Regular readers will be familiar with our coverage of how authoritarian technologies lurk around the infrastructure of smart cities. Our journalists have looked at how Western companies are aiding the surveillance architecture of smart cities in China; we have also detailed how technology is assaulting the lives of ordinary Zimbabweans.
A new book, “The Smart City in a Digital World” (Emerald Publishing), provides a good overview of some of the challenges faced by local and national policymakers who are under pressure to innovate and save public finances. As the author Vincent Mosco demonstrates, smart city solutions often involve the outsourcing of data gathering and other services to companies like Amazon or Google. At the same time, in its most insidious form, the technology can be used to surveil minorities like Uyghurs in China.
Mosco’s research shows that there are around 1,000 smart city projects in various stages of planning or development worldwide, and around half of these are located in China. India plans to build 100 new smart cities and rejuvenate another 500.
I recently interviewed Mosco and began by asking him if smart cities were like utopian cities of the past. What follows are highlights of our conversation which have been edited for length and clarity.
Are the smart cities of today any different from the kinds of fiefdoms we have seen in the past – for example, Henry Ford’s Fordlandia, Disney’s Celebration or the large infrastructure projects built by planners like Robert Moses?
I think they are similar in certain, specific respects. They embody a kind of private master builder approach, whether it is Ford or Disney or a tech company like IBM. The smart city movement represents a prominent viewpoint in American urban history, that it takes great men, and it tends to be men – unencumbered by governments and regulation — to build truly great cities. Companies like Google are the master builders of the digital word, and unlike in the past, they are not building an industrial society but an informational society.
Builders of large infrastructure projects in the past often looked to governments or officials as partners. Is that still true?
I don’t believe tech companies see this to be true anymore. There is a sense of hubris that governments have gotten it wrong in the past and it takes private innovation to do this. The key difference with master builders in the industrial era was that there was a sense that governments would be a close partner to industrial leaders. While corporate execs would take the lead, the work would be done with government help and regulation that would assist and legitimize. Today, there is a difference, private entrepreneurs take the lead. People like Peter Thiel and Elon Musk look on their projects as a way to get away from governments.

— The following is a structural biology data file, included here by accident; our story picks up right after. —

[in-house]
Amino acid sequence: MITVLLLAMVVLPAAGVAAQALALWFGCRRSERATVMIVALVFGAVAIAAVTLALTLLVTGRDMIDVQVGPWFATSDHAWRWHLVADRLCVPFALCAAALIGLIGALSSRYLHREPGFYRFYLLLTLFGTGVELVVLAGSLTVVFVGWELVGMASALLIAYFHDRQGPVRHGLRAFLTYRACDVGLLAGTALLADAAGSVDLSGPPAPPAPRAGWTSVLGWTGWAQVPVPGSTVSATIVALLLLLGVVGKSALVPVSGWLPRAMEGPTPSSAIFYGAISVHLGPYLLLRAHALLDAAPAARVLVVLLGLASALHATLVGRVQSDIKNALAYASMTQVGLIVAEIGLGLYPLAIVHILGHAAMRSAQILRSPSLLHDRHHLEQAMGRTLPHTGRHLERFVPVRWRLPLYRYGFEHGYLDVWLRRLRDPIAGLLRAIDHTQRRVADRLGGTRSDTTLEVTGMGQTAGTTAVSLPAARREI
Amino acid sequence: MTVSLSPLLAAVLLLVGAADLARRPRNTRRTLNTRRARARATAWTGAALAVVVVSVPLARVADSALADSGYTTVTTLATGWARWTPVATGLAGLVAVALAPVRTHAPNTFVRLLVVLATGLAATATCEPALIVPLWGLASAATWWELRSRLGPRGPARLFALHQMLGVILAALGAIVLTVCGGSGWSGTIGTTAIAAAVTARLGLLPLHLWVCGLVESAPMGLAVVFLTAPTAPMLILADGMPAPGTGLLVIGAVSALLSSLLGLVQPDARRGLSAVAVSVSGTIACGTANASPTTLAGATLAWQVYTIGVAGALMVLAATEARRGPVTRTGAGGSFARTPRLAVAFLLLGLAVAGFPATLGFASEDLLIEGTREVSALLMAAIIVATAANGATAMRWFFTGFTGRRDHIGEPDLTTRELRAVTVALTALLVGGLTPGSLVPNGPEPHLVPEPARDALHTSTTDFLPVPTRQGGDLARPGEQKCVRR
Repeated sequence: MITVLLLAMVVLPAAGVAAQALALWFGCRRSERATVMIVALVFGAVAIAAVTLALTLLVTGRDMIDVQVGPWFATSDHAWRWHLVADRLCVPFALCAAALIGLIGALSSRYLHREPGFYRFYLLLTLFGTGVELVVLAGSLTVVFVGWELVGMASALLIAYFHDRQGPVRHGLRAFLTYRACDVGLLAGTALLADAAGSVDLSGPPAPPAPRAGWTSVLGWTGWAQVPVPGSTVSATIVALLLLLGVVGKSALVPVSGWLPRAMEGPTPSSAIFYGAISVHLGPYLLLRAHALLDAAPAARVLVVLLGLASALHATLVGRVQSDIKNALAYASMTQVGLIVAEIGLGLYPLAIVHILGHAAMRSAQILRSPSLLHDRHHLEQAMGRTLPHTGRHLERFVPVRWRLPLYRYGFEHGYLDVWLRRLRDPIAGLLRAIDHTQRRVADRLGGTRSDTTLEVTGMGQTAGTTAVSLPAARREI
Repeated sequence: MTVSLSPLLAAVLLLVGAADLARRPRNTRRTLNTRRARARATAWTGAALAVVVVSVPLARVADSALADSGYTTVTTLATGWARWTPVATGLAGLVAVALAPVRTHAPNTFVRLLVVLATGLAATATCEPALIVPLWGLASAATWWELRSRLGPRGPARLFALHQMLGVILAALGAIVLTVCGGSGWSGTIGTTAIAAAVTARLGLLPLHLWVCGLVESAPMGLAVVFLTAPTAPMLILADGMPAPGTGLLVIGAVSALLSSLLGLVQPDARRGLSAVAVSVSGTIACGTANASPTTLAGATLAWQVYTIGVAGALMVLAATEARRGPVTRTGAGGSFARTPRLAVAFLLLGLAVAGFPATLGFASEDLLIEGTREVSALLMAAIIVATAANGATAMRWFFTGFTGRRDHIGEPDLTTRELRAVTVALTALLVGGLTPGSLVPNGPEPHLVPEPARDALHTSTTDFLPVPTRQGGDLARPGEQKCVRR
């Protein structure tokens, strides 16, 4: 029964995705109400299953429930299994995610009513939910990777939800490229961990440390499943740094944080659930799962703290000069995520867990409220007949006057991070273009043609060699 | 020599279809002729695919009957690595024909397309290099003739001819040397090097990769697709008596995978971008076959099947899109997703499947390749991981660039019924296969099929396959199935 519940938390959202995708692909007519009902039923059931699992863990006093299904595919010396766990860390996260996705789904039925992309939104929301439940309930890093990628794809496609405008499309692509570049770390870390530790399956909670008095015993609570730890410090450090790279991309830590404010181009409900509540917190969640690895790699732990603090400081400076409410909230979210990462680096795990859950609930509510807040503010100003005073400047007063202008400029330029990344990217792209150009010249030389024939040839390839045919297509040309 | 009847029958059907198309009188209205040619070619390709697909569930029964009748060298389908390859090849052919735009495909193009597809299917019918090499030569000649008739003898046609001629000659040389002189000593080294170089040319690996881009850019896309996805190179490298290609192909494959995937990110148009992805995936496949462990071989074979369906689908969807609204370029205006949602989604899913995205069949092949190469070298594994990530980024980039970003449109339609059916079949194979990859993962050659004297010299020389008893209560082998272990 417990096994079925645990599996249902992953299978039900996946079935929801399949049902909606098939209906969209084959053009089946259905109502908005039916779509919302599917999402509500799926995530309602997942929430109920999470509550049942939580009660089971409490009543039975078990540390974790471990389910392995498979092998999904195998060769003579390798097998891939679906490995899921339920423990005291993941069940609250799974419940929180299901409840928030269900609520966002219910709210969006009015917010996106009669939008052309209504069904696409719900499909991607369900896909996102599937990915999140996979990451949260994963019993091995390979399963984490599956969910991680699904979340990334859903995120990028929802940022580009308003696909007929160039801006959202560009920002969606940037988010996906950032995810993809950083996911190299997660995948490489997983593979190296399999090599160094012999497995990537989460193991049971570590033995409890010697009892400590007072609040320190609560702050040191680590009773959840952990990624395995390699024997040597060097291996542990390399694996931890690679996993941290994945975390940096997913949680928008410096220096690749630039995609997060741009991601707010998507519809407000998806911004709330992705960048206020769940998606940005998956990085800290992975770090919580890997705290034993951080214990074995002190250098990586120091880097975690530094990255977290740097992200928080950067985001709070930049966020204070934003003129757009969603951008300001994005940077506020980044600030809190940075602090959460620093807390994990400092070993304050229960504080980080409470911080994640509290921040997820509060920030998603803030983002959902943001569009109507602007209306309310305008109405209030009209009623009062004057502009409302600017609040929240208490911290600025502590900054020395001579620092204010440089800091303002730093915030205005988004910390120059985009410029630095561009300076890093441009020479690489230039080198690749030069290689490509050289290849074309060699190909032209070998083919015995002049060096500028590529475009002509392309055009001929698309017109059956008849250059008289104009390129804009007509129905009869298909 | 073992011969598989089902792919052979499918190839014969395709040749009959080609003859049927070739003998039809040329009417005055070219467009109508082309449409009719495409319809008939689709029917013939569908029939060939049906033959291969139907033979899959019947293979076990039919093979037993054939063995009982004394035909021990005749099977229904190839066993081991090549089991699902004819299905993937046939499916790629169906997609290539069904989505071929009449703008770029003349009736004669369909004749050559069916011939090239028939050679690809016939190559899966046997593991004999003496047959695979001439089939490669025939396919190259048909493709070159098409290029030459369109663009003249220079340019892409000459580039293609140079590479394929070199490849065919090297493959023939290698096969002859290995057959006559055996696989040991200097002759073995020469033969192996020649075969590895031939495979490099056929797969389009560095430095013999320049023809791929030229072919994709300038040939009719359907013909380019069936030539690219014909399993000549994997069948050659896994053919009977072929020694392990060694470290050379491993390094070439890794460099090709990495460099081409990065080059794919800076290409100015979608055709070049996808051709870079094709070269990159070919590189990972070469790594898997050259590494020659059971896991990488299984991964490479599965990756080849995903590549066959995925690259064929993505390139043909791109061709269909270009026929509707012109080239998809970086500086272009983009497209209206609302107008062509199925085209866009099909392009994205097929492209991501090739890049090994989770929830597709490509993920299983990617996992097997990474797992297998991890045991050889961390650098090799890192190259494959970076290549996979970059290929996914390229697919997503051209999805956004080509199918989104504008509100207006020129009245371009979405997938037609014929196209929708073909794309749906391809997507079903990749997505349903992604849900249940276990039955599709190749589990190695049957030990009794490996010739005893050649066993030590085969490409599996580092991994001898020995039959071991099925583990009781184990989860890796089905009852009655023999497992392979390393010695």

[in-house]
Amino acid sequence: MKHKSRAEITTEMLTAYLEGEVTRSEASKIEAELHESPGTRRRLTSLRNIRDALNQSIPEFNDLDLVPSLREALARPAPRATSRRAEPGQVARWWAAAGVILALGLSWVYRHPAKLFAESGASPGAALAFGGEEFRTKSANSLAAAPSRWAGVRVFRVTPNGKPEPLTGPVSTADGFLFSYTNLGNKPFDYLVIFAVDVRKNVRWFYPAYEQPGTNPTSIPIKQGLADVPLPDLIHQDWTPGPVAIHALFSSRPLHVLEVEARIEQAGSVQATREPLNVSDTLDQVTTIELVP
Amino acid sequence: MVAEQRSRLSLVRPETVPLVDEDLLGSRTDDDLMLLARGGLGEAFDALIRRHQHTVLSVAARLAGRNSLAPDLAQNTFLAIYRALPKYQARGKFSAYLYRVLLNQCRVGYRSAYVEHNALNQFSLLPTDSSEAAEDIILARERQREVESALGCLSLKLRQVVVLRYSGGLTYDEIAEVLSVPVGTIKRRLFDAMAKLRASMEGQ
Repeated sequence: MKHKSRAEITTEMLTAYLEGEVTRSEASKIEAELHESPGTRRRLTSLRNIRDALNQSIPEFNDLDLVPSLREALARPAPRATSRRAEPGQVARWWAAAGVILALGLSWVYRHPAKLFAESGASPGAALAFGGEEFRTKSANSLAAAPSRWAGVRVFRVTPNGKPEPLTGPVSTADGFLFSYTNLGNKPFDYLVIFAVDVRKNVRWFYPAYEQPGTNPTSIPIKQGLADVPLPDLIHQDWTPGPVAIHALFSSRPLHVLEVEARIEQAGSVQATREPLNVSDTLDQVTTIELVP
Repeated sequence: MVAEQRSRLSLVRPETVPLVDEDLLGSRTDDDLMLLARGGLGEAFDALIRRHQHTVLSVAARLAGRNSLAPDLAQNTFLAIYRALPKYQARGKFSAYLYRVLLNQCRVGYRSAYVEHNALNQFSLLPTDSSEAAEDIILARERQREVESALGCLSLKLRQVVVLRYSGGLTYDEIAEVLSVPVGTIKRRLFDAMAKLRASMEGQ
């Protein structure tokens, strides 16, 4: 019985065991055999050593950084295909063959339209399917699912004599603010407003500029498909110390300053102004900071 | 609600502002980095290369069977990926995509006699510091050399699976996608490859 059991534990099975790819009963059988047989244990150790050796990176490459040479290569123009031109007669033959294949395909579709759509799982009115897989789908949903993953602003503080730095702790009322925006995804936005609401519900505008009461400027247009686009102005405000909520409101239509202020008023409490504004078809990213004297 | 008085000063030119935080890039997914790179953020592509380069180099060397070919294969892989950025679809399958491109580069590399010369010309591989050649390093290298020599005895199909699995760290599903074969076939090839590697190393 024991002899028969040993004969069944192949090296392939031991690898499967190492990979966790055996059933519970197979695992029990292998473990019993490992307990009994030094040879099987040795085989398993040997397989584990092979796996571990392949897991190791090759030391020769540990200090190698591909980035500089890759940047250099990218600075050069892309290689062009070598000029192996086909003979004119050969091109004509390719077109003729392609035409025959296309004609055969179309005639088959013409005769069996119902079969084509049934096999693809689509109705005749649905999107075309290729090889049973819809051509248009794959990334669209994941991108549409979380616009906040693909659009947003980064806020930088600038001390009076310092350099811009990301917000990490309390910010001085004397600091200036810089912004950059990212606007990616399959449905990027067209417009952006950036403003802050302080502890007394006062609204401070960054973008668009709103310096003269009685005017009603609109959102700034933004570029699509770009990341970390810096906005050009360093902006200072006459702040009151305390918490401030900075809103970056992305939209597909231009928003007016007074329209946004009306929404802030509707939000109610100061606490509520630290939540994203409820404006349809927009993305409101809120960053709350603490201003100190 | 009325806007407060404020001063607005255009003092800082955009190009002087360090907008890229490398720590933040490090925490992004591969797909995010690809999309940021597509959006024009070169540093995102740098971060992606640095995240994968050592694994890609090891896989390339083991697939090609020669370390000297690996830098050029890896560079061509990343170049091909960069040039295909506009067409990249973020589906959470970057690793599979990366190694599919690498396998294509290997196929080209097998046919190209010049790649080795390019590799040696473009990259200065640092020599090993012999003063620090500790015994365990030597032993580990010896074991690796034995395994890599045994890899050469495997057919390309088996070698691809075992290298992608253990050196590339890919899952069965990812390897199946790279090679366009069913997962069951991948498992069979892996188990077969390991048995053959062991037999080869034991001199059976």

Turning more directly to smart cities, we often see invasive digital technologies rolled out ahead of big events as a form of policing, I’m thinking of how Brazil and Russia used camera systems ahead of their FIFA World Cups, as well as the 2016 Summer Olympics. The technology then stays around long after the event has moved on.
One of the key selling points of this technology is the availability to better root out crime and manage police and security forces. This began years ago when IBM built an operations center in Rio de Janeiro ahead of the World Cup. Smart city technology was installed on the basis of saving money and better managing a part of a city, but underlying it all was facial recognition which became a tool for mass surveillance.
One of the points in my book is that smart city solutions in New York first grew out of an interest in bringing the Olympics to the city ahead of 2012 and spurred the redevelopment of huge swathes of the city itself caused more privatization and gentrification.
Much has been written about biases in algorithms. What do you think can be done to counter this?
In the smart city and in the digital world, if we are going to make use of algorithms, we need to make the process of developing and using them much more transparent We rely on tech experts who know very little about the racial biases built into the systems. We need to open this up to access by private citizens. This doesn’t necessarily provide us with the solution.